What Really Happens When You Drink A Gallon Of Water A Day?

We've all seen water enthusiasts lugging around trendy tri-colored water bottles to work, social functions, and — of course — the gym. We're told increased water intake will hydrate us, assist in weight loss, and flush out toxins in our bodies (via Healthline). And while we're inundated with information explaining just how important it is that we hit our water goal each day, we are left wondering if a gallon is really necessary. After all, consuming that much water a day can seem impossible to maintain (via Cleveland Clinic). Running to the bathroom every hour just isn't possible for those trying to keep a full-time job, raise a family, or live their lives uninterrupted.


It is true that there is conflicting information about water intake coming at us daily. It leaves us with questions like: Isn't it bad to drink too much water? How much is too much? Do we really need a gallon a day for optimal health? To help answer these questions we looked into just how a gallon of water affects the human body and how much you actually need to get the promised benefits.

The truth about water intake

About 60% of an adult human body is made up of water, and we can only live for a few days without it (via USGS). However, experts explain that while water is essential, every body is different and we don't necessarily need a gallon a day for optimal health. According to Nutrition Reviews, increased water intake is beneficial to those with a water deficit, but little research supports the idea that higher levels of water intake benefit adequately hydrated individuals.


Staying hydrated is important, though, especially if you are working out, in the heat, or feeling ill. Water does work to flush out toxins in the body, and those working overtime in the heat will need to keep their levels high (via Good Housekeeping). However, the belief that water can decrease wrinkles and make you lose weight is a stretch. Yes, water can help our skin and keep it clear, but it does not have the properties to take away wrinkles. Moreover, while there is some truth to the weight loss rumor according to The Cleveland Clinic, water isn't the fix-all for what ails us, but it is a tool we have to help us reach our health goals.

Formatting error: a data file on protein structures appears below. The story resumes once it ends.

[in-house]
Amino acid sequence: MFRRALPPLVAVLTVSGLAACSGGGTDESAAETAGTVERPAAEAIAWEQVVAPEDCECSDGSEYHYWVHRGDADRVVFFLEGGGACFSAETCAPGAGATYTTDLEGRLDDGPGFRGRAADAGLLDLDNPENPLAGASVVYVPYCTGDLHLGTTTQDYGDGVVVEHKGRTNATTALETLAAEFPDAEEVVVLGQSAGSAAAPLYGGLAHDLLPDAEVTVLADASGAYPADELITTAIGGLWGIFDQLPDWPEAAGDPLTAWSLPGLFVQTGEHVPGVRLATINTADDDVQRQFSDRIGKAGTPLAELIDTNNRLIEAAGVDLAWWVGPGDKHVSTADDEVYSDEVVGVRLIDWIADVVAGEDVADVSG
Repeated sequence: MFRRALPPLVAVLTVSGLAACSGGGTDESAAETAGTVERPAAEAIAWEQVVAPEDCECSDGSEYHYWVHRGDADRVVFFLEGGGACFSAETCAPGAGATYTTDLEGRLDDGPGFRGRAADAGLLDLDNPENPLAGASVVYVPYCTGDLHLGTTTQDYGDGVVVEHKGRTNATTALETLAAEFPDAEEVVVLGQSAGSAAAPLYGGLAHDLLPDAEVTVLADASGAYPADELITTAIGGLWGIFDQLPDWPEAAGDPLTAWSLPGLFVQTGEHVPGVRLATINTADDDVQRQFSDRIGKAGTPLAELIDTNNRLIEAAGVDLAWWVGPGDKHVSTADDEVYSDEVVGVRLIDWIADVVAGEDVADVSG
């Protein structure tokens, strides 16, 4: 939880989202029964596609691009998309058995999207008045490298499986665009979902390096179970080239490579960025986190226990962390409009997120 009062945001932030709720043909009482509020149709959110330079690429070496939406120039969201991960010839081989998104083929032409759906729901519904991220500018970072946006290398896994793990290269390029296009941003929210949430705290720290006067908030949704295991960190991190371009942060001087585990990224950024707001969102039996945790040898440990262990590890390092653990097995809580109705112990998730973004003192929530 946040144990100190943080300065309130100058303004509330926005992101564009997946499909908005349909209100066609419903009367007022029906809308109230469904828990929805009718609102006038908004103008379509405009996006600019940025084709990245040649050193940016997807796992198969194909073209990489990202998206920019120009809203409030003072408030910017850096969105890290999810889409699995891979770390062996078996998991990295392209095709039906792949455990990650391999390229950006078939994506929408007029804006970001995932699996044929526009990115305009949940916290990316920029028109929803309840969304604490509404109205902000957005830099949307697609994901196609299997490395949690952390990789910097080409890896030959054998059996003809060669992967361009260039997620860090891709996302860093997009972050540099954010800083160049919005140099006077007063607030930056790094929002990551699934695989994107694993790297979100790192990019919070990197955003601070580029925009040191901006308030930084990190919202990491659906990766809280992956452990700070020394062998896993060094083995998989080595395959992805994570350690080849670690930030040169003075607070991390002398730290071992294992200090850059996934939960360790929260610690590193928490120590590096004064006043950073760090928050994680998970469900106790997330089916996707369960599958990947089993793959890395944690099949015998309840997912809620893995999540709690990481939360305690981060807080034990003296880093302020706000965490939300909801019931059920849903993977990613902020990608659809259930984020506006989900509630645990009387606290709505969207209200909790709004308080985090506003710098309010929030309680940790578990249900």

How to get enough water but not too much

In order to check your hydration levels, experts recommend paying attention to your urine. If it's incredibly yellow, you need more water. If it's a lighter color, you're probably hydrated appropriately. Since some of our water comes from food, attempting to drink a gallon a day may be a bit much. Experts say that drinking about 64 ounces a day is reasonable for healthy adults (via The Cleveland Clinic). Still, those with heart and kidney issues do need to pay more attention to their intake. Fear not, though. Water drinkers don't really have to worry about consuming too much H2O because it turns out that suffering from hyponatremia, a low level of sodium in the body due to too much water intake, is very difficult to do.


For most people, drinking when you're thirsty is good enough. If you've got weight loss and clear skin goals, upping your water intake a bit can definitely help, but won't serve as a fix-all. Combined with staying hydrated, eating a healthy amount of fruits and vegetables and staying active are still great recommendations for a healthy, balanced life (via Good Housekeeping).